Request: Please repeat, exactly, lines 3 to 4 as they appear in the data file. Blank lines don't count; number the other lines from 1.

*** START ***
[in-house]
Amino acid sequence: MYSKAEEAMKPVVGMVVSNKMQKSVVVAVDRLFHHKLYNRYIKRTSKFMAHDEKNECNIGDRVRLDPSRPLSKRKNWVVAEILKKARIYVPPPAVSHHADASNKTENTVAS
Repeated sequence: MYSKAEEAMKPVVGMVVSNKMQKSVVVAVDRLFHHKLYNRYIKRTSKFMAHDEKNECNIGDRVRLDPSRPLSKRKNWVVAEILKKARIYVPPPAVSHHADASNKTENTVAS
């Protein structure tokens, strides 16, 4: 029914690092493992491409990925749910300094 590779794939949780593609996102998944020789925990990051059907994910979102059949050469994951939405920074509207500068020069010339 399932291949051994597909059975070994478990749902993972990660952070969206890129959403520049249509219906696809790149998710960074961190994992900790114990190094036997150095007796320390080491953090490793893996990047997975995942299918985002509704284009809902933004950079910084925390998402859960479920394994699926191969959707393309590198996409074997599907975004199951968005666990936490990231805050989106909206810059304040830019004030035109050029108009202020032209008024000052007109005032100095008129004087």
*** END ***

Repeated sequence: MYSKAEEAMKPVVGMVVSNKMQKSVVVAVDRLFHHKLYNRYIKRTSKFMAHDEKNECNIGDRVRLDPSRPLSKRKNWVVAEILKKARIYVPPPAVSHHADASNKTENTVAS
């Protein structure tokens, strides 16, 4: 029914690092493992491409990925749910300094 590779794939949780593609996102998944020789925990990051059907994910979102059949050469994951939405920074509207500068020069010339 399932291949051994597909059975070994478990749902993972990660952070969206890129959403520049249509219906696809790149998710960074961190994992900790114990190094036997150095007796320390080491953090490793893996990047997975995942299918985002509704284009809902933004950079910084925390998402859960479920394994699926191969959707393309590198996409074997599907975004199951968005666990936490990231805050989106909206810059304040830019004030035109050029108009202020032209008024000052007109005032100095008129004087």